So, which genre is your guilty pleasure? And how deeply do you allow yourself to be immersed in it?

Thursday, January 12, 2012

It happened again...

I really have to apologize, everyone. Once again, no one I asked for interviews ever got back to me. I really like doing these interviews, but apparently not everyone likes being interviewed. I started posting interviews because I thought it would be a fun way to get to know people and maybe help them make some new connections. I'll keep trying though. And if you get an email or a comment from me, please respond! Even if you're not interested!


Tuesday, January 3, 2012

The Big News

Hi everyone!

In my last post I told you I had some big news to share today, so here it is: my wife and I are starting an editing service! We've been kicking around the idea for several months and have finally decided to give it a shot.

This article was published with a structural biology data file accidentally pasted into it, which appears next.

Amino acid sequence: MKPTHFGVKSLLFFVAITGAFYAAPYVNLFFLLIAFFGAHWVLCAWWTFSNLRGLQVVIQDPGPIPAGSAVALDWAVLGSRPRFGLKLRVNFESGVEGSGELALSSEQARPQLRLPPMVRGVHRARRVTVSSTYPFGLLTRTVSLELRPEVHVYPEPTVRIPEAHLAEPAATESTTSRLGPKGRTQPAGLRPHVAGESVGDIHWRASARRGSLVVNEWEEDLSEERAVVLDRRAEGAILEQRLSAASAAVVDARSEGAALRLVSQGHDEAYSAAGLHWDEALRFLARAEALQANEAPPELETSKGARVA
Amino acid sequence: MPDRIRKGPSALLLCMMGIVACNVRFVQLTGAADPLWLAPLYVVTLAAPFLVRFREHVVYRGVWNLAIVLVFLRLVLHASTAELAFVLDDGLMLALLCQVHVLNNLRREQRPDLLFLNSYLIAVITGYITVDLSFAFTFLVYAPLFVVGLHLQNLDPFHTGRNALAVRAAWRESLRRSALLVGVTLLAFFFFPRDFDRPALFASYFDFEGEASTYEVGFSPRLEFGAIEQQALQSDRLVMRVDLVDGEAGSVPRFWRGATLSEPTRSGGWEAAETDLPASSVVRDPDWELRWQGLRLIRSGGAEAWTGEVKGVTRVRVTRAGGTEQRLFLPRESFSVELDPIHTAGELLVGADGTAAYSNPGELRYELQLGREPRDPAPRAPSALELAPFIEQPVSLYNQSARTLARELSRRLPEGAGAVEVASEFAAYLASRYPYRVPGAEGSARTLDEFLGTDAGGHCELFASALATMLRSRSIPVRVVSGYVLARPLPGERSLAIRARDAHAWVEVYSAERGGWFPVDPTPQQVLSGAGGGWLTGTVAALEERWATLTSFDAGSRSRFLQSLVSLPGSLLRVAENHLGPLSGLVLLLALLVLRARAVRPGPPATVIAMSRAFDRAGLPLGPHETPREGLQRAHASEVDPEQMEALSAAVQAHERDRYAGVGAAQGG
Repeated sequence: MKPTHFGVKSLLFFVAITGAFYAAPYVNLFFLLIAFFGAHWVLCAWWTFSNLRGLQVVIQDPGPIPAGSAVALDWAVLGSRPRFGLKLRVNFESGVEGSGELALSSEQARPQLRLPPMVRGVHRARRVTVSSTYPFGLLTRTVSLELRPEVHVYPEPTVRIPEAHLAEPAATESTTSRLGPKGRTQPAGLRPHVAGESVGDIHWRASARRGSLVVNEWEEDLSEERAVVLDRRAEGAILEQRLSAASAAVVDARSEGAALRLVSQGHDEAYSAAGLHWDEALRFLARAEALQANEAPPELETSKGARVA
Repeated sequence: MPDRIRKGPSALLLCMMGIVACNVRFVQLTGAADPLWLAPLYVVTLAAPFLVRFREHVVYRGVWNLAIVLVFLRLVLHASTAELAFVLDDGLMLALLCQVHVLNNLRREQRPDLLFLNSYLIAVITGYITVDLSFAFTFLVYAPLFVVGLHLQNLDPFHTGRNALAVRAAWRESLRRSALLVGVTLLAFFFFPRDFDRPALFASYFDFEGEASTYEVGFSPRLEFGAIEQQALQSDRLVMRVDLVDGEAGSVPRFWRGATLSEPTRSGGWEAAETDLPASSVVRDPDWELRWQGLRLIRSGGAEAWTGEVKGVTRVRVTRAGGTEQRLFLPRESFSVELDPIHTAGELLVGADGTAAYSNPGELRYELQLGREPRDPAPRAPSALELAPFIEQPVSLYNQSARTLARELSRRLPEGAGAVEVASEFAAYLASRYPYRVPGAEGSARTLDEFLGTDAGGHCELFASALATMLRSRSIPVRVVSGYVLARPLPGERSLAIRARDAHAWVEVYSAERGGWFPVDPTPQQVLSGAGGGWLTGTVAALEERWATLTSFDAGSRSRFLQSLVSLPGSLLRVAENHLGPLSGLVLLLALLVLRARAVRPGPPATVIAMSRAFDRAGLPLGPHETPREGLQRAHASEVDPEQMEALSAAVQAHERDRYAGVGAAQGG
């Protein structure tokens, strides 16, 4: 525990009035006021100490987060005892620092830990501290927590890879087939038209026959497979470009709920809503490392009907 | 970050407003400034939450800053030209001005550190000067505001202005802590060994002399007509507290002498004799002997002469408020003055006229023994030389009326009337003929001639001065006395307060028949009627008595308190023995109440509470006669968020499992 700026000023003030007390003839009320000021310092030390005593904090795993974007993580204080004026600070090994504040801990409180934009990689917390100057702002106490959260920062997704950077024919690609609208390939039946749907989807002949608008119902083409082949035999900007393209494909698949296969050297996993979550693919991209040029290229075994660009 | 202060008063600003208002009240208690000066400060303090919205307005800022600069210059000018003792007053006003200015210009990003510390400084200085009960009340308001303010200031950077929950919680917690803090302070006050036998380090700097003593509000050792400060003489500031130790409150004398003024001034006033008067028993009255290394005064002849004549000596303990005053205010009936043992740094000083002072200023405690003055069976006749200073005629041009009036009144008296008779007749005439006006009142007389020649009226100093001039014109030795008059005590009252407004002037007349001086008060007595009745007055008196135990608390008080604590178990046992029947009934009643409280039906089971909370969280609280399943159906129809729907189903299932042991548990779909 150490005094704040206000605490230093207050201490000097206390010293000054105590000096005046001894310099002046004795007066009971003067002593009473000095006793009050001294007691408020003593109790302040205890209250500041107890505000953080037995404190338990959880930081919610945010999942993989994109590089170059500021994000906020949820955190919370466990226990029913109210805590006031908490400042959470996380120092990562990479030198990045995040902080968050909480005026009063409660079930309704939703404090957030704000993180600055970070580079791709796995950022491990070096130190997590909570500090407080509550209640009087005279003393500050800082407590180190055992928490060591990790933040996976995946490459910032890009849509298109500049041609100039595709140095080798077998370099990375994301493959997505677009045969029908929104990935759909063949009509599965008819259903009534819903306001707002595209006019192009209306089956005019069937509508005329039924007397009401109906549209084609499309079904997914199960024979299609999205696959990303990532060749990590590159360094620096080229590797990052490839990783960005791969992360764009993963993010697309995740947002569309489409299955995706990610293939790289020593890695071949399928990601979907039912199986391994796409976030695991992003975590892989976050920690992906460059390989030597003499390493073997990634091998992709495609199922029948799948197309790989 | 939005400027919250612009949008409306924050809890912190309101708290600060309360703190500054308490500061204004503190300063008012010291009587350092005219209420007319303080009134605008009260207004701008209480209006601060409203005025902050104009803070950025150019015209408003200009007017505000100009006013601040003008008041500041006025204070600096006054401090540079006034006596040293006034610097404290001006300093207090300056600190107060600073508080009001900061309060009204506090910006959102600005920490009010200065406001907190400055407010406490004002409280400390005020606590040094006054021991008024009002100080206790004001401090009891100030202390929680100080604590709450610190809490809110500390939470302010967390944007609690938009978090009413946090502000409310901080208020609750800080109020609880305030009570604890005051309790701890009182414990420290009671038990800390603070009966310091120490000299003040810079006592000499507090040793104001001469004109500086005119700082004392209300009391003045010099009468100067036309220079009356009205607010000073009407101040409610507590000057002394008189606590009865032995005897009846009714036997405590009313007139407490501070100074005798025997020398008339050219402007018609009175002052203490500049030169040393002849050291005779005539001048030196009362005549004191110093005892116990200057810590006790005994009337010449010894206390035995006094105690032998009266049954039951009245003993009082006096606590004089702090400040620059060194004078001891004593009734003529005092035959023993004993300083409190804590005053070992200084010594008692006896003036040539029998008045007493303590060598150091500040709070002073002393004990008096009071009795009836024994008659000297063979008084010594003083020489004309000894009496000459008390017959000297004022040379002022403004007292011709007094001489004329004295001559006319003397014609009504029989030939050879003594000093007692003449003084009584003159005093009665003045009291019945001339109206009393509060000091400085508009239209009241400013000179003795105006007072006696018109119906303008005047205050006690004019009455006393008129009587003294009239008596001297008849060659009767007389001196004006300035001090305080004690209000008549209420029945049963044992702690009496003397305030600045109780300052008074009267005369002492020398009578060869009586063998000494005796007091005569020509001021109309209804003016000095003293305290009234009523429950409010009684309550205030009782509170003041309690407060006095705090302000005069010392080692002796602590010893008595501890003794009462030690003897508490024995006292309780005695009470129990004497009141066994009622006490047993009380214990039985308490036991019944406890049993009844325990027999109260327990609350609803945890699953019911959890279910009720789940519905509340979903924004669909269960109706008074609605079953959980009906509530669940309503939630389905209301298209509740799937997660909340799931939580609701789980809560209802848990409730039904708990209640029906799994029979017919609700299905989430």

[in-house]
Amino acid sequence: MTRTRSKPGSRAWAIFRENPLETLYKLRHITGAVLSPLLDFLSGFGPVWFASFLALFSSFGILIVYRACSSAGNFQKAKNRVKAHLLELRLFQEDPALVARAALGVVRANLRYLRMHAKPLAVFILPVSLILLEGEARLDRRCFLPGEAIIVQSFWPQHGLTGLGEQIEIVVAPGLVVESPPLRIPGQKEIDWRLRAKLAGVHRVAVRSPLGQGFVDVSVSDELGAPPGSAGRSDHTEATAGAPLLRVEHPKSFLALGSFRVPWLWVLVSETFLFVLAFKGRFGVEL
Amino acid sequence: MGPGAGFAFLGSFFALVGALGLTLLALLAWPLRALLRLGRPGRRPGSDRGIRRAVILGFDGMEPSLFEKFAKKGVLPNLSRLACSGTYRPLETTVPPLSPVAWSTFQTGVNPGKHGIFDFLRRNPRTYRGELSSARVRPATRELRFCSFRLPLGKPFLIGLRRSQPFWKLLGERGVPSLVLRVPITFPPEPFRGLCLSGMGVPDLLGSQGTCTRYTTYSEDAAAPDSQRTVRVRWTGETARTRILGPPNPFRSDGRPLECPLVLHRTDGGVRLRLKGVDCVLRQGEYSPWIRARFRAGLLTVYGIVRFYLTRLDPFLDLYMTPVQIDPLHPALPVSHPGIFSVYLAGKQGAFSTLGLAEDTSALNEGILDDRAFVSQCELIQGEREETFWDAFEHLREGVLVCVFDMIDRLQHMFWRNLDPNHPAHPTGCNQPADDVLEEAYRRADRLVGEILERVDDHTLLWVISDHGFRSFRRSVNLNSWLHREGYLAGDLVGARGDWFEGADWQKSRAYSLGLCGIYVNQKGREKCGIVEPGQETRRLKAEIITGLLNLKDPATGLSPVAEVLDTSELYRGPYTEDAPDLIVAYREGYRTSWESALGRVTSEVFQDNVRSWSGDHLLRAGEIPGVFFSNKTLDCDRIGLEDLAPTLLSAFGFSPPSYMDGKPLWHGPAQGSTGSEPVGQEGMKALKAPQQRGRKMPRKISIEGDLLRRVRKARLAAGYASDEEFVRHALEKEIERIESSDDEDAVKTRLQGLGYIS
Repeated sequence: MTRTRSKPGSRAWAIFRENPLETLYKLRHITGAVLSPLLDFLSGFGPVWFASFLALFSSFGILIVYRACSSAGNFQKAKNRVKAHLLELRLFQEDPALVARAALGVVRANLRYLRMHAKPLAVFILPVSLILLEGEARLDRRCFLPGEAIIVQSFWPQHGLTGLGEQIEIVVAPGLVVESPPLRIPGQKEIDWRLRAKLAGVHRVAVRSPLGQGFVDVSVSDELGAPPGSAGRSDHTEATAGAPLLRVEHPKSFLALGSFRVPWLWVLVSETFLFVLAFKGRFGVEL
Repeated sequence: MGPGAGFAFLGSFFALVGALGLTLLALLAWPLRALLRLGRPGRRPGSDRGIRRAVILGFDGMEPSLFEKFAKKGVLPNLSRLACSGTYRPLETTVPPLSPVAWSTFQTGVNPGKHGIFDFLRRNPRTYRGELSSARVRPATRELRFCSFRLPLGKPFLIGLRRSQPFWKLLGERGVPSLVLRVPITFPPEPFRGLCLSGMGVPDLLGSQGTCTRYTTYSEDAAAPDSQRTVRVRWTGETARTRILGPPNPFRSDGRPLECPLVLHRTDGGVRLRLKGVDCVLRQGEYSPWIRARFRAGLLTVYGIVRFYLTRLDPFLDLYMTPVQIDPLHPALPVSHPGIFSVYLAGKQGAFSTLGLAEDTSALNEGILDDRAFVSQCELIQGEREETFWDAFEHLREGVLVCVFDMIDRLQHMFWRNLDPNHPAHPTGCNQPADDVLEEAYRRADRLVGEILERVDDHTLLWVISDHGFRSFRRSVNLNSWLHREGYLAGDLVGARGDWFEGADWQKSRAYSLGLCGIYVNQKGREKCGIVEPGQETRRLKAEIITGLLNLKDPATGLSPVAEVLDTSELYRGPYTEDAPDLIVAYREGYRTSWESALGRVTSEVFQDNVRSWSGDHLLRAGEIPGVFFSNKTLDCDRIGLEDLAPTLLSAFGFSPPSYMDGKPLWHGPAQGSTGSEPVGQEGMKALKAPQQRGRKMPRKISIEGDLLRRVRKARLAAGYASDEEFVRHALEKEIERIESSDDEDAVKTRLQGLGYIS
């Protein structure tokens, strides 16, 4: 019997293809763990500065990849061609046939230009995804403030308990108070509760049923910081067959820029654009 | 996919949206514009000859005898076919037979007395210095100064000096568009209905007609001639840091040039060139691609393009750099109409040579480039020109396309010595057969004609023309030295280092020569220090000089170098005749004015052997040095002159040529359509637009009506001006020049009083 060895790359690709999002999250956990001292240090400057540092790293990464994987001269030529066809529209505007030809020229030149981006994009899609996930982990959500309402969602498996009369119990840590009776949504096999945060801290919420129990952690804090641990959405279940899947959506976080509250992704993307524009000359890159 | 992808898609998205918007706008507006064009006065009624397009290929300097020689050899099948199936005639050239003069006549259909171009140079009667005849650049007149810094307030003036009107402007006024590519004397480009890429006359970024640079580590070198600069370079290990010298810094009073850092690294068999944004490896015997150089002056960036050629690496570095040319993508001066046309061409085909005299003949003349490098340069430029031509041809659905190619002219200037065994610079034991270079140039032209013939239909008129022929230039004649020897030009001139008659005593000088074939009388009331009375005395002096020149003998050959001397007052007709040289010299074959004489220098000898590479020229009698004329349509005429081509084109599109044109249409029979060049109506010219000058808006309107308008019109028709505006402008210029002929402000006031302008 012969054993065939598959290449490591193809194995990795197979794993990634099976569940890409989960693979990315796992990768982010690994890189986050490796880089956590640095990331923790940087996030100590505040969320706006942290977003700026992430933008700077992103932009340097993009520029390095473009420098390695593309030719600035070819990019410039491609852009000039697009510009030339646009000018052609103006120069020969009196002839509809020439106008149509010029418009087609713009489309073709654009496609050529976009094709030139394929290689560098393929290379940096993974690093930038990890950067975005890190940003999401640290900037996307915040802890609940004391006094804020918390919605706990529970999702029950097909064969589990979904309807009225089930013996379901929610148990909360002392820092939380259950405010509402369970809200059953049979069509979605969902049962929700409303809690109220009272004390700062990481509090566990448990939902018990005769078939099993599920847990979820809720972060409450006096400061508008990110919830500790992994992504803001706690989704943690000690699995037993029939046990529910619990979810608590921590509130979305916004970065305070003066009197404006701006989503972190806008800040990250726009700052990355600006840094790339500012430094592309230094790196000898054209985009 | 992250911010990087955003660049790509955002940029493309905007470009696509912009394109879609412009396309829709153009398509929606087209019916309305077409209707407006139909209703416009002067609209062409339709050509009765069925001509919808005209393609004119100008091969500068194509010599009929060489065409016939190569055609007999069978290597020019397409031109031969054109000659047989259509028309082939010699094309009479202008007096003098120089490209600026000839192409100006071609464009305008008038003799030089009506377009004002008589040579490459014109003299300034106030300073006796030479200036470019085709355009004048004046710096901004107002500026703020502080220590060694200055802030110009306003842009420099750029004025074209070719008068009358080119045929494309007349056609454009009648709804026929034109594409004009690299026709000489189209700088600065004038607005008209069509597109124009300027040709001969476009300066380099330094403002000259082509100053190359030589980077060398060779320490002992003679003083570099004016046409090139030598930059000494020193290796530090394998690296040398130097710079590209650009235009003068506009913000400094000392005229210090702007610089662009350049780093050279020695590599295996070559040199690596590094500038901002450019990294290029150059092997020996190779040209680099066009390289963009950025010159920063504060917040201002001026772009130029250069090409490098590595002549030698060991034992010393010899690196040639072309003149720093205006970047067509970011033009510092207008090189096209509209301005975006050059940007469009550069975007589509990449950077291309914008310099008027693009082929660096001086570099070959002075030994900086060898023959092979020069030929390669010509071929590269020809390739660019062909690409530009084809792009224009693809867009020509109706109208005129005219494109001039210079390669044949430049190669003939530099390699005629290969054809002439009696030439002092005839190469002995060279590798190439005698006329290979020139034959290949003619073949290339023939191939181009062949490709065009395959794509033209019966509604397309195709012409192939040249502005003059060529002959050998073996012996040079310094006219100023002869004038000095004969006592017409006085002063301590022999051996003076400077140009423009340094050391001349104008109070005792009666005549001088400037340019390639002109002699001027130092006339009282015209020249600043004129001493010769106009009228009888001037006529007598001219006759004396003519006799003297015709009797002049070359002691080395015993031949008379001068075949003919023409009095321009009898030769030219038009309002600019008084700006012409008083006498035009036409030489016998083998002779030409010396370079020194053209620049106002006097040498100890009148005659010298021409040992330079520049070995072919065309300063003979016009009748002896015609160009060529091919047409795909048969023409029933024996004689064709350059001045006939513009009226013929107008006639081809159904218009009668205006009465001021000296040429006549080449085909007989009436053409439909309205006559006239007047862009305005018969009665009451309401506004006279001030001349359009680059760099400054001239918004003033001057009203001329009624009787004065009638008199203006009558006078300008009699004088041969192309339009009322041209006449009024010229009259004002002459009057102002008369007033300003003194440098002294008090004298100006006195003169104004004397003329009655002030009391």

Now, given our two backgrounds (mine in journalism, technical writing, and amateur fiction; my wife's in literature, academia, and private tutoring), we're going to cast our net fairly wide, offering a variety of services for fiction, non-fiction, technical, business, and academic writers. I know that last one sounds a bit odd, but you'd be shocked at how many glaring errors makes it into academic writing (especially in the hard sciences). Our plan is to offer a range of editorial services, from light copy editing to intense substantive editing, with rates calculated based on word count and level of edit. (Higher-level edits take significantly more time than simple copy editing, so we charge more to compensate.)

I can't say too much more right now (for obvious reasons, the most prominent being that we're still working out the details), but I will be posting periodic updates on our progress for the next few weeks. Our goal is to officially open for business in early to mid March.

I'm really excited about this because editing is what I do best and enjoy most! I genuinely love editing the nearly-incomprehensible gobbledygook the programmer at work send me :D

What are your thoughts on our plan/idea?